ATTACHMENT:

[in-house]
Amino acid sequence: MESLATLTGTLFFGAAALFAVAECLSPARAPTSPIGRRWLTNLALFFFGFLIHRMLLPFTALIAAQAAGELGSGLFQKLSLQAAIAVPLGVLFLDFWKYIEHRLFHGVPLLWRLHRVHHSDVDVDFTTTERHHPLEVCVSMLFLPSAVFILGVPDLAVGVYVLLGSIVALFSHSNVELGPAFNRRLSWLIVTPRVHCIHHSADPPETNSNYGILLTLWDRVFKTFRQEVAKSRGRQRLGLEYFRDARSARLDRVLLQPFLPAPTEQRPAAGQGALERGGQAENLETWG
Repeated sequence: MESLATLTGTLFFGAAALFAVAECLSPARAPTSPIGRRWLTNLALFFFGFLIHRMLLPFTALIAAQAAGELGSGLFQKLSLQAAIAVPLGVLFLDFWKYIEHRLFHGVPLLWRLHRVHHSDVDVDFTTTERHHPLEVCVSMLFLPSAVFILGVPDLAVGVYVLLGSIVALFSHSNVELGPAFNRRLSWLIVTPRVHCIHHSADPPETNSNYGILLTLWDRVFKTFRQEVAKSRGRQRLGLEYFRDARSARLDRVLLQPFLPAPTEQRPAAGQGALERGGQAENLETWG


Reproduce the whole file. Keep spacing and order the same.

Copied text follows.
[in-house]
Amino acid sequence: MESLATLTGTLFFGAAALFAVAECLSPARAPTSPIGRRWLTNLALFFFGFLIHRMLLPFTALIAAQAAGELGSGLFQKLSLQAAIAVPLGVLFLDFWKYIEHRLFHGVPLLWRLHRVHHSDVDVDFTTTERHHPLEVCVSMLFLPSAVFILGVPDLAVGVYVLLGSIVALFSHSNVELGPAFNRRLSWLIVTPRVHCIHHSADPPETNSNYGILLTLWDRVFKTFRQEVAKSRGRQRLGLEYFRDARSARLDRVLLQPFLPAPTEQRPAAGQGALERGGQAENLETWG
Repeated sequence: MESLATLTGTLFFGAAALFAVAECLSPARAPTSPIGRRWLTNLALFFFGFLIHRMLLPFTALIAAQAAGELGSGLFQKLSLQAAIAVPLGVLFLDFWKYIEHRLFHGVPLLWRLHRVHHSDVDVDFTTTERHHPLEVCVSMLFLPSAVFILGVPDLAVGVYVLLGSIVALFSHSNVELGPAFNRRLSWLIVTPRVHCIHHSADPPETNSNYGILLTLWDRVFKTFRQEVAKSRGRQRLGLEYFRDARSARLDRVLLQPFLPAPTEQRPAAGQGALERGGQAENLETWG